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by Jason Snell & Dan Moren

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By Jason Snell

Hello again.

Jason
That’s me on the right, 15 years ago in Town Hall during the announcement of the iPod.

As I write this, we’re two days away from a surprise Apple event. Proving that nobody remembers anything that happened more than a year ago, the conventional wisdom was that Apple wouldn’t do an October event to follow up the big September iPhone blow-out. But that was 2015’s pattern, while this year Apple has reverted to its 2014 pattern—big off-campus iPhone event in September, small on-campus event in October.

All the rumors point to new Macs. The story seems to be that Apple fully expected to ship the new MacBook Pro models, featuring a touchscreen control strip above the keyboard, this summer at WWDC. For some reason, possibly involving availability of Intel processors, the date slipped. I really do believe Apple thought that this spring’s small event at its historic Town Hall briefing center would be the last of its kind, which is why Tim Cook mentioned it during the event. But things change, this product launch went sideways, and here we are: One last encore in the room where Steve Jobs unveiled the iPod 15 years ago this week.

The MacBook Pro stuff seems fairly settled, at least in terms of hardware, but I still have a lot of questions. How does that “Magic Toolbar” actually work? Hardware details are easy to leak, but software info is hard to come by.

The devil’s in the details, and I fully expect Apple to have an interesting story to tell about how the function-key row is a relic of a bygone time, and how there are better ways to use that space to make you a more efficient user of your computer. Will there be haptic feedback? Will the bar area be entirely smooth or will there be some sort of texture or contour to help navigate it by feel? Will we be able to use it for gestures, rather than just emulating key taps? Will third-party apps get access to the strip right away, or will it initially be reserved for system functions?

What I’m saying is, we think we know a lot about the MacBook Pro hardware, but there are a lot of things we just don’t know about how this stuff will work. And that’s exciting.

The other great mystery of the event, based on other rumors, is the fate of the MacBook Air. This hazy rumor says there’s a new 13-inch laptop coming, and that it might have USB-C ports and a Retina display. Is it a MacBook? A MacBook Air? “Reply hazy, ask again later,” the Magic-8 Ball proclaims. My gut feeling is that it’s a MacBook Air with upgraded specs, because as much as Apple would like to replace the Air in the product line with the Adjectiveless MacBook, it just can’t—the MacBook is still a bit too underpowered and a bit too expensive. So, what to do? An upgrade to the MacBook Air could let that product category live another year or two, by which time perhaps the MacBook will be ready to take its place in the line-up.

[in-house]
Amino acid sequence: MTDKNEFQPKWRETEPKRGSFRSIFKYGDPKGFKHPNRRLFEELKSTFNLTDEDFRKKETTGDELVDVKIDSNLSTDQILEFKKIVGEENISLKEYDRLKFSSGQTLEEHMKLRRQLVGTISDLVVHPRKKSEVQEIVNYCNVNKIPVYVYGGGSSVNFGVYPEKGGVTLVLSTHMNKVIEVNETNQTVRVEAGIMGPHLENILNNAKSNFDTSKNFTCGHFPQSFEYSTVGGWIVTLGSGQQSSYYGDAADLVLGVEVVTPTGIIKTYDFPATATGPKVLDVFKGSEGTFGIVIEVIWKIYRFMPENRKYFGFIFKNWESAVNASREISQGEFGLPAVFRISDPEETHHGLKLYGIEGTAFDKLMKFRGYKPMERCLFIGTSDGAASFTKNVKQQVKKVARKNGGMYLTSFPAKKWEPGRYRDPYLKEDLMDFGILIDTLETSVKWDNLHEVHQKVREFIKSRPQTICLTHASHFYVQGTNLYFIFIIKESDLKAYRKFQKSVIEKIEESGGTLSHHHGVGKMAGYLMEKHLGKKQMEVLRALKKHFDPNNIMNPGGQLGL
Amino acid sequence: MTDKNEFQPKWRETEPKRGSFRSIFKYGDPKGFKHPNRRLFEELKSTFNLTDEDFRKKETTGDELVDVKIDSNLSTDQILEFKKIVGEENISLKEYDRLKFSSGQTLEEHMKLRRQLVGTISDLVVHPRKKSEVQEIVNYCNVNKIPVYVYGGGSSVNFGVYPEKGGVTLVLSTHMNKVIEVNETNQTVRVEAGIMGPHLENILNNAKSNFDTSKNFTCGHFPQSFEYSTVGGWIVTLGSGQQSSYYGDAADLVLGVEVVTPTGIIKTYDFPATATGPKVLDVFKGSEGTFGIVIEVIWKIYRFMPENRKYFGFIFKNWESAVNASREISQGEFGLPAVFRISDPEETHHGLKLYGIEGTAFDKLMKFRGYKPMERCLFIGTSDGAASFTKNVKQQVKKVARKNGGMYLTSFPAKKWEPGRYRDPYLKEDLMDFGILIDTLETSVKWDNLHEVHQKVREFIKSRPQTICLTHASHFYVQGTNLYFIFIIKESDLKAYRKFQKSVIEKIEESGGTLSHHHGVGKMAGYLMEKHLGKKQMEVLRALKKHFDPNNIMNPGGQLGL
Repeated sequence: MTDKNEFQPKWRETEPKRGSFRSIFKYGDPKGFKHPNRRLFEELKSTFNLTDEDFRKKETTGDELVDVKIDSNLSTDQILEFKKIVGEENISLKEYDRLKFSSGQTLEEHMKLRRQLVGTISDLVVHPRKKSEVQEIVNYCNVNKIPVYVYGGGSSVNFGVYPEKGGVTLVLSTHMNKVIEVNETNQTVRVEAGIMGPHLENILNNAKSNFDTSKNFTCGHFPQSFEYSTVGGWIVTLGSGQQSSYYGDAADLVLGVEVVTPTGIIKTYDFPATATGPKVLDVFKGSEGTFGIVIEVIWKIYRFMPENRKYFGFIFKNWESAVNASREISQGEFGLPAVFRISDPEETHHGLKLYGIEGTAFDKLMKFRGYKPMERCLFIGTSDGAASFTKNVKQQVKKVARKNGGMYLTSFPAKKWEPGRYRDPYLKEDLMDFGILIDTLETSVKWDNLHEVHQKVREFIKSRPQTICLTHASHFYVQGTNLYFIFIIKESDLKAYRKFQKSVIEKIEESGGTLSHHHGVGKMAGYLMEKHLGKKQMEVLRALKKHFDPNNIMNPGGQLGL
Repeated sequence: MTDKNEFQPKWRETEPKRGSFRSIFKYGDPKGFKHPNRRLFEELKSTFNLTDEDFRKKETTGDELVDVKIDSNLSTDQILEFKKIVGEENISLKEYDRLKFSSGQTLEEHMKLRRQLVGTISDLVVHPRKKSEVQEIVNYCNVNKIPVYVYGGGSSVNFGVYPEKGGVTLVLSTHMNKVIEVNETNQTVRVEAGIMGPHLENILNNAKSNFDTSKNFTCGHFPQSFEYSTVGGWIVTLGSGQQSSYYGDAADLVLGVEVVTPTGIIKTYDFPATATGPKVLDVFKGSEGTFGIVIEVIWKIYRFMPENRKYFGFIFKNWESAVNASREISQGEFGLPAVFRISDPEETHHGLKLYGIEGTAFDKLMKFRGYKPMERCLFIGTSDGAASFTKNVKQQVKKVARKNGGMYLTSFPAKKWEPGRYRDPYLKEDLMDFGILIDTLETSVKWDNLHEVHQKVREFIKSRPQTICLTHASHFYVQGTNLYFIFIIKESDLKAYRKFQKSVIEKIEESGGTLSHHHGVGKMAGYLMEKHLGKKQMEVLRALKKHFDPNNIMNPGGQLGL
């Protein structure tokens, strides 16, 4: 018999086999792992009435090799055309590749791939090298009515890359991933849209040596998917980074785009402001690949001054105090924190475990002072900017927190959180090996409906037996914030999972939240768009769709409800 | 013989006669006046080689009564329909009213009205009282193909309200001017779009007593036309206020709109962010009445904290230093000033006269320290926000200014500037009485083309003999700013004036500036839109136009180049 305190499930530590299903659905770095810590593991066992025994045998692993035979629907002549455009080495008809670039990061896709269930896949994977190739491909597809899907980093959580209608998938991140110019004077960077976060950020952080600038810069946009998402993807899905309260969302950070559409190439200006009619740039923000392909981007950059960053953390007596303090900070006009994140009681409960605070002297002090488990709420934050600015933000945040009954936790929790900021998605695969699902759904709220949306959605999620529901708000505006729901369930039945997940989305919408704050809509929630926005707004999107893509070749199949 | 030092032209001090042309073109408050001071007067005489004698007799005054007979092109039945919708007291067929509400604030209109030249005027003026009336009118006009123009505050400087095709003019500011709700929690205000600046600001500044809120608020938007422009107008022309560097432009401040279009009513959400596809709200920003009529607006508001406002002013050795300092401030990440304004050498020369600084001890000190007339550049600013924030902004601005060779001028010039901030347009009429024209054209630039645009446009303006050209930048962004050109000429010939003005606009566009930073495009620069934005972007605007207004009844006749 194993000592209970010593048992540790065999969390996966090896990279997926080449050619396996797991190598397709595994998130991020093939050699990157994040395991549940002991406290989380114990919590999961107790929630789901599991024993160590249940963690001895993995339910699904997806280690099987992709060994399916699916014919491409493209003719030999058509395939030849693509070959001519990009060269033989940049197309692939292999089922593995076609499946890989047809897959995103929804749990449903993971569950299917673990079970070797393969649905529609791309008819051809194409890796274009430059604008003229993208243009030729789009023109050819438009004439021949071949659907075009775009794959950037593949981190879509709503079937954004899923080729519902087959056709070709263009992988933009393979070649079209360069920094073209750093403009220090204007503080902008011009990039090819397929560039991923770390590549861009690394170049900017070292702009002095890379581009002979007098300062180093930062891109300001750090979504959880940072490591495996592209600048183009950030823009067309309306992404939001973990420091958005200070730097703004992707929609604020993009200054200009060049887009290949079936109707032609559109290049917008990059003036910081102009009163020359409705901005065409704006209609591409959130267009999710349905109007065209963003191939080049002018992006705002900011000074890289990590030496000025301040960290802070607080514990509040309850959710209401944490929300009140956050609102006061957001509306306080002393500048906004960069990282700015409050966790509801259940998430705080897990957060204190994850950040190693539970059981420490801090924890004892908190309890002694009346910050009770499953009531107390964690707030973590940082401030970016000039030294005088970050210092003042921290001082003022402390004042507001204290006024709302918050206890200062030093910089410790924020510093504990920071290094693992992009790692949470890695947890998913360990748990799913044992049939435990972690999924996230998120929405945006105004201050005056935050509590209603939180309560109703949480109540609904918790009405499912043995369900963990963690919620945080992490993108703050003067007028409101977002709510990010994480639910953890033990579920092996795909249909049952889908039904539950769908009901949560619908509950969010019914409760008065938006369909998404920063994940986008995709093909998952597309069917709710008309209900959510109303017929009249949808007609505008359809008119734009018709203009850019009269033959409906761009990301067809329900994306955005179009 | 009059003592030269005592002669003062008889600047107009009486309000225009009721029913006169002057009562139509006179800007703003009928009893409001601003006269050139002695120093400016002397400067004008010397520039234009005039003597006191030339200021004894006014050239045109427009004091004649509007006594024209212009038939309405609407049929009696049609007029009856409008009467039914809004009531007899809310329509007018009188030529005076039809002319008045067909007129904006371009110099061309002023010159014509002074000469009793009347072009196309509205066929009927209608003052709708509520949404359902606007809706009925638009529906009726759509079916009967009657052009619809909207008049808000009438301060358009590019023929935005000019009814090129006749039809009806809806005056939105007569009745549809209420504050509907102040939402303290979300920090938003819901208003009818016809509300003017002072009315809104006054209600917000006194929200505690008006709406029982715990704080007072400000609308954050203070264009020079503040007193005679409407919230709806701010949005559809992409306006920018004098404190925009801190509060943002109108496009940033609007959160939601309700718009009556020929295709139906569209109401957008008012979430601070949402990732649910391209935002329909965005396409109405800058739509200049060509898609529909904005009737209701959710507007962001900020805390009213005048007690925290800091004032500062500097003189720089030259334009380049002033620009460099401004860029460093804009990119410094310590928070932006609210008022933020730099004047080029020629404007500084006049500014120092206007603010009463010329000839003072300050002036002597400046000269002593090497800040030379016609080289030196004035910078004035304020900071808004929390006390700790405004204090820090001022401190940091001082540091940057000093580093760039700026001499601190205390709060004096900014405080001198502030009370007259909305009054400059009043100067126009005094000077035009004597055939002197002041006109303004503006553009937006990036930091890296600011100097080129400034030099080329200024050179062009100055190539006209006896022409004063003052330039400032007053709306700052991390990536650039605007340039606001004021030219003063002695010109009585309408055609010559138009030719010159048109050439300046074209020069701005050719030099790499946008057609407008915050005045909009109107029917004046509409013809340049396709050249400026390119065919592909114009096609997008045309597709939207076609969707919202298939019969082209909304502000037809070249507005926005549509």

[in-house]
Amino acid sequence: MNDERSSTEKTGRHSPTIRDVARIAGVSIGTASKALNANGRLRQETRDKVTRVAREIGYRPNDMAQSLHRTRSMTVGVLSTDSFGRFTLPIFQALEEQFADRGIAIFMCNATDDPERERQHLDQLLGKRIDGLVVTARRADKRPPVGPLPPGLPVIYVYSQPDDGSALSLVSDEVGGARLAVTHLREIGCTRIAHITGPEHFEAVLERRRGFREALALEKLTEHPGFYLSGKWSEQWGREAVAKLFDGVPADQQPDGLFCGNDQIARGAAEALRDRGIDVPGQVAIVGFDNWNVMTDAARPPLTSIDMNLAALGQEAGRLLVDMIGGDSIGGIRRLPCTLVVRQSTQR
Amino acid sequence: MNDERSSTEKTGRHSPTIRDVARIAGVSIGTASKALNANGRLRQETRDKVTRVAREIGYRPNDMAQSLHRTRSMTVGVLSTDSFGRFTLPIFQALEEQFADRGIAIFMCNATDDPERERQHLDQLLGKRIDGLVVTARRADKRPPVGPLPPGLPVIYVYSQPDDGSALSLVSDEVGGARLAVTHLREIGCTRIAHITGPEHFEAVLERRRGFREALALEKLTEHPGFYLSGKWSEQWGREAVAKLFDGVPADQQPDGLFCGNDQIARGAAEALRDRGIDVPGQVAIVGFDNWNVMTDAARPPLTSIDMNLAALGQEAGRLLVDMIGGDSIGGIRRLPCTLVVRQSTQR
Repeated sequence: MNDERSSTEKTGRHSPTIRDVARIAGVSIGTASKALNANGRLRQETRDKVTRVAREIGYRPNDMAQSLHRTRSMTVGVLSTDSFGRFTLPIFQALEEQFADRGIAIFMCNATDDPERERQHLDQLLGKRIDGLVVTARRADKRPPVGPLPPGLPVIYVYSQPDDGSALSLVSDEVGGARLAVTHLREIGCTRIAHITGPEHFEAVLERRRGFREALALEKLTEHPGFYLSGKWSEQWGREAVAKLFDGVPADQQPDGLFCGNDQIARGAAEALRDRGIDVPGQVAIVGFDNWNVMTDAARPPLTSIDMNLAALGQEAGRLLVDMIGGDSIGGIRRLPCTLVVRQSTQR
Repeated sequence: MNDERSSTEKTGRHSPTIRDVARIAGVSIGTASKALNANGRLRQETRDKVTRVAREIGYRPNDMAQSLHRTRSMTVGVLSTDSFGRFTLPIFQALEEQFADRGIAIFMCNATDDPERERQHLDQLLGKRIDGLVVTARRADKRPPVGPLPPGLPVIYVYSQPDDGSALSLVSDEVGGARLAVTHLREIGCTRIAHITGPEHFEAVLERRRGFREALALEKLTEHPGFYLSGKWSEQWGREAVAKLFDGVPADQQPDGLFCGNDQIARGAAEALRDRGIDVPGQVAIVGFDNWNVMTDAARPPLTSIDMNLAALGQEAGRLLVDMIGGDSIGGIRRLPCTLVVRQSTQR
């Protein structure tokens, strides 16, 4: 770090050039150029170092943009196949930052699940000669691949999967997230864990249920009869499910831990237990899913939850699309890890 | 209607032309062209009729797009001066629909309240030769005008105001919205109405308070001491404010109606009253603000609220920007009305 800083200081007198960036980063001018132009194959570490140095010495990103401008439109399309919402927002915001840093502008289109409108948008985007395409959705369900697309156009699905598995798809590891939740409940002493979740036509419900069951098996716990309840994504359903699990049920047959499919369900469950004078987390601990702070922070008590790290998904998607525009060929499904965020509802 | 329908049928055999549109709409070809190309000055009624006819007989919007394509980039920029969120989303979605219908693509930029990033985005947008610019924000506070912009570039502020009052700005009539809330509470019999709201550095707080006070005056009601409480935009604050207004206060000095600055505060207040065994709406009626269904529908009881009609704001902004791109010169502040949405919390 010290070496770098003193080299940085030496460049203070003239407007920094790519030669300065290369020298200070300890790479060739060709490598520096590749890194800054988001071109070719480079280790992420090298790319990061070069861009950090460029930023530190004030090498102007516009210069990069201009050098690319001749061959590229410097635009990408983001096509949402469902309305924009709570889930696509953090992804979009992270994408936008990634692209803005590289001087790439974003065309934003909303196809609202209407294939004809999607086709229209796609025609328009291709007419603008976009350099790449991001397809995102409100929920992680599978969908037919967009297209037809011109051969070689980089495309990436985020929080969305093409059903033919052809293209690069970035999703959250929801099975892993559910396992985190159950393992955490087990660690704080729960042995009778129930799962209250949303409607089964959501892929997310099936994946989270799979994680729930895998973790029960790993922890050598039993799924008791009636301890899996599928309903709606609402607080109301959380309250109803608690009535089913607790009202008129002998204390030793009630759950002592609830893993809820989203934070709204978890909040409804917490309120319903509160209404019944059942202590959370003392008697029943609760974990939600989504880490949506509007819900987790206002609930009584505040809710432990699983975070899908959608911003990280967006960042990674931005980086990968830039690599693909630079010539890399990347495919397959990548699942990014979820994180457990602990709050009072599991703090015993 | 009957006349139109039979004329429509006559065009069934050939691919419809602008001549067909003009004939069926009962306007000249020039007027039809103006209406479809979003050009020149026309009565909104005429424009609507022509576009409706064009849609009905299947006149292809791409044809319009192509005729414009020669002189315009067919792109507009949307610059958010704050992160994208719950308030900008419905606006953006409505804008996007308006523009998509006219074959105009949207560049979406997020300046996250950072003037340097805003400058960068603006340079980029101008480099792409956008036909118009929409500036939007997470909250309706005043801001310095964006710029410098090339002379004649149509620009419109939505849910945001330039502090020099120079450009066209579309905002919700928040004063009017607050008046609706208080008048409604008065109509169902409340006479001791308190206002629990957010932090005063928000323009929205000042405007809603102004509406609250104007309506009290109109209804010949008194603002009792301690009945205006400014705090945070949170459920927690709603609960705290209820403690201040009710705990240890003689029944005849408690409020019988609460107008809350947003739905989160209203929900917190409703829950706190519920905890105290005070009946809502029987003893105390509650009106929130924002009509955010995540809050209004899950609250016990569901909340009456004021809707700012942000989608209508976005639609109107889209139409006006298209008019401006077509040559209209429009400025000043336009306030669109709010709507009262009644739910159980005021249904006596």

The alternative approach is to consider the Adjectiveless MacBook as a line, and not just one product. At which point, Apple might be introducing an additional MacBook, one with a fan and more ports and a higher-powered processor, to sit in the sweet spot between the base MacBook and the MacBook Pro. That’s where the Air lives now—other than the fact that it doesn’t have a Retina display.

The biggest problem with the MacBook isn’t its lack of ports or its low-power processor. It’s that it starts at $1299. The MacBook Air starts at $899 for the 11-inch model and $999 for the 13-inch model. Apple benefits by having its laptop line start $400 down from the base MacBook price. Perhaps the MacBook has progressed to the point where Apple will be willing to cut its price, but it’s hard to imagine Apple cutting it $300, down to the price of the 13-inch MacBook Air. I have to think that Apple won’t be willing to let the base price of buying a Mac laptop go above $1099. And that puts it in a bind.

So I really don’t know what to make of the 13-inch laptop rumor. Wouldn’t a Retina MacBook Air cost a lot more than $999? Why update the MacBook Air if you’re not going to make it Retina? It’s a bit of a mystery. But I do feel confident in saying that the $1299 MacBook won’t be the lowest-priced Mac laptop being sold by Apple, regardless. It just doesn’t make sense.

I’m sure some other Macs will get updated Thursday as well, either at the event or via post-event press release. A speed bump to the iMac makes sense, and I really have no idea if Apple will update the Mac mini and the Mac Pro or not. I sure hope so!

I believe that the most significant thing to come out of this event will probably be the expansion of USB-C (and, with any luck, Thunderbolt 3) across the Mac line. This new connection will lead to a few years of adapters and docks and dongles, but port transitions are inevitable. In a few years we’ll look back on the old USB and Thunderbolt connectors and marvel that we used them for as long as we did.

In any event, it looks like this will be the final final event at Town Hall. Stephen Hackett and I looked back at its storied history earlier this year, so check that piece out and reminisce again, won’t you? I’ll be reporting live from the event for Six Colors, so stay tuned.

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